Thank you.

New Zealand Flag Referendum: The Results are In

It’s official: we’re keeping our flag.

For the past year, New Zealand has been working through the official process of deciding whether to change our national flag, or to keep the present option. Our crowdsourced approach attracted international attention, including a shout-out from The Big Bang Theory’s Dr Sheldon Cooper:

At least now everyone knows what our flag looks like (we hope).

The project came about because people apparently confused our current flag with that of Australia, and said the Union Jack is representative of the bygone age of colonialism (also true, but most Kiwis have at least some Brits in their ancestry).

This is our flag:

NZ Flag

Not this one:Australian Flag

We started the process by crowdsourcing design options . . . which produced some interesting results. ‘Interesting’ being the operative word. It seems that as a nation, we’re more skilled with MS Paint than with Photoshop.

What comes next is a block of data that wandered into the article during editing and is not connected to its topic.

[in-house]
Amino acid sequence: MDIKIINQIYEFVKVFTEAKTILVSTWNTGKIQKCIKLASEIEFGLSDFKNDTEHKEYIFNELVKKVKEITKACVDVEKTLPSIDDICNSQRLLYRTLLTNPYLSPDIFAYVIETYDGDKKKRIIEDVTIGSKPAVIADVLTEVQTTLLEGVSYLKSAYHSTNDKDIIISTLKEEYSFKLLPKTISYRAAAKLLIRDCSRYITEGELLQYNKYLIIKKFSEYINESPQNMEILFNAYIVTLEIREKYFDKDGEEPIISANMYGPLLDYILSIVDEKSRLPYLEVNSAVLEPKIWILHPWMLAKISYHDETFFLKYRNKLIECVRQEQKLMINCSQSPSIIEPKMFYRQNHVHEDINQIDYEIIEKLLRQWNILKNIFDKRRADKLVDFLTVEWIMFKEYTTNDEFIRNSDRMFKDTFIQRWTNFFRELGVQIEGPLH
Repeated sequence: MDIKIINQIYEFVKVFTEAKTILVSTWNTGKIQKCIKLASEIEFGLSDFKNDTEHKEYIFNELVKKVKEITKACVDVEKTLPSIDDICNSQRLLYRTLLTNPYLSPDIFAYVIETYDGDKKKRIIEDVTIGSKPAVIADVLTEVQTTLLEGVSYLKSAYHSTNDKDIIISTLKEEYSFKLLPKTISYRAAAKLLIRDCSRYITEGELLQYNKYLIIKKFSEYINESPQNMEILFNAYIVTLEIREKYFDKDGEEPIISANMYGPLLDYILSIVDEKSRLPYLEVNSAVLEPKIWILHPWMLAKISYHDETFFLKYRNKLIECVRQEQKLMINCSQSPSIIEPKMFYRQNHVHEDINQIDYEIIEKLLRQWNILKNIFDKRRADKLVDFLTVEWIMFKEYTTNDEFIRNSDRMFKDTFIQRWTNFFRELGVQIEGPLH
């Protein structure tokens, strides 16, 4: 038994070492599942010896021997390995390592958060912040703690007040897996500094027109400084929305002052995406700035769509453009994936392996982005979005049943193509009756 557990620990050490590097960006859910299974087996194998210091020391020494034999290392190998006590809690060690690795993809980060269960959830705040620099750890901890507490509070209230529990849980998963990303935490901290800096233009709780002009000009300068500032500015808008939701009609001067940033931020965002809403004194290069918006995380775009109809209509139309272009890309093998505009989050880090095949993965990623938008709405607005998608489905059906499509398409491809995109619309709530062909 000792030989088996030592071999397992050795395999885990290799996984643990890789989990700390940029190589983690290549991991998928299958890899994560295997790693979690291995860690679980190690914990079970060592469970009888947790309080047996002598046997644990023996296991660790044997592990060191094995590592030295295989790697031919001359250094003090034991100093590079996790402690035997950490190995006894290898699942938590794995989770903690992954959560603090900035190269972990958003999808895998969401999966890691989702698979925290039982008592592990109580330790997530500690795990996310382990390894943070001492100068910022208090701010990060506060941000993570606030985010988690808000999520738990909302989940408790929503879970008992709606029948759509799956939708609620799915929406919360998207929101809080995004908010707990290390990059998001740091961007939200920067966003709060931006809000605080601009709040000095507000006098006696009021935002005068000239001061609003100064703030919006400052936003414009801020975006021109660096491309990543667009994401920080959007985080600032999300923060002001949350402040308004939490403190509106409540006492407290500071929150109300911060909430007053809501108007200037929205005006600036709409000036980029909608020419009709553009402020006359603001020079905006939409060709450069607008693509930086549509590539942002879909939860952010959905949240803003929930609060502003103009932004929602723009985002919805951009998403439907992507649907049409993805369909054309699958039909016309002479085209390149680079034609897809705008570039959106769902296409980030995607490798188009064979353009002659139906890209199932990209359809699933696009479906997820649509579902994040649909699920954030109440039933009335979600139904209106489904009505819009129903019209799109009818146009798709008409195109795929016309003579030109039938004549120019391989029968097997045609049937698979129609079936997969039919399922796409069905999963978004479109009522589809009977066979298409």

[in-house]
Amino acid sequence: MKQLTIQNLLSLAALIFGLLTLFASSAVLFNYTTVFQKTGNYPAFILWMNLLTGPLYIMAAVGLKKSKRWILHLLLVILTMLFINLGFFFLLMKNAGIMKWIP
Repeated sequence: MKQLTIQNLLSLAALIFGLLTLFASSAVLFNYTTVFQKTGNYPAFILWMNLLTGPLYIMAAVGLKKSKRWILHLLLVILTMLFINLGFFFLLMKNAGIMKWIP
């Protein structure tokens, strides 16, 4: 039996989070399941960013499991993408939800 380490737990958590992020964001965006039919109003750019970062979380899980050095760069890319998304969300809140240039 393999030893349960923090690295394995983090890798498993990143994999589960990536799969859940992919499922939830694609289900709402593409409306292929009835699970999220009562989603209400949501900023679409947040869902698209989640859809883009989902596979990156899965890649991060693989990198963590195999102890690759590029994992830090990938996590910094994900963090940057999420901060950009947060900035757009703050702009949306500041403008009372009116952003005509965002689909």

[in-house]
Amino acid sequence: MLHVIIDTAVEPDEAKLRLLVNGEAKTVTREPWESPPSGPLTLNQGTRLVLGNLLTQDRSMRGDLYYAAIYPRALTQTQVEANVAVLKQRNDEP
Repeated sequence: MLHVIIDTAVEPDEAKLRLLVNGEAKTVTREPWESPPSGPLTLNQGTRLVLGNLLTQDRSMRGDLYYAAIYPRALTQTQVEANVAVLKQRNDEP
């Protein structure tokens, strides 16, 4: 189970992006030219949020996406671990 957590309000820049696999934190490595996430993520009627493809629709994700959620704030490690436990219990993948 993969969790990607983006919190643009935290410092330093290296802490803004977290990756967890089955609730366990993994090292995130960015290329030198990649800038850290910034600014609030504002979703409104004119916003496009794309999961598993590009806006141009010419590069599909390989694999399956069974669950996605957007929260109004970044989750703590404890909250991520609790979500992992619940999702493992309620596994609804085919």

Flag Reject 2

Flag Reject 5

Many schools used the process to kickstart discussions around the electoral process, the purpose of a referendum, and research into the history of our flag and the Australian flag. My eight-year-old niece informed me the New Zealand flag predates the Australian version, so they copied us (not the other way around, as is often assumed), and therefore they should be the ones to change. I’m also hoping some schools used the process as the theme for art projects and submitted the children’s efforts. This would explain the level of artistic talent on display . . .

An government-appointed Flag Consideration Panel reviewed each of the 10,000+ submissions and came up with a shortlist of forty designs (although one was then removed for breaching copyright):

NZ Flag Top 40
The panel then narrowed the longlist down to a shortlist of four, although a fifth design was added after a grassroots social media campaign.

Flag Final 5
Two referendums (or is that referenda?) were scheduled.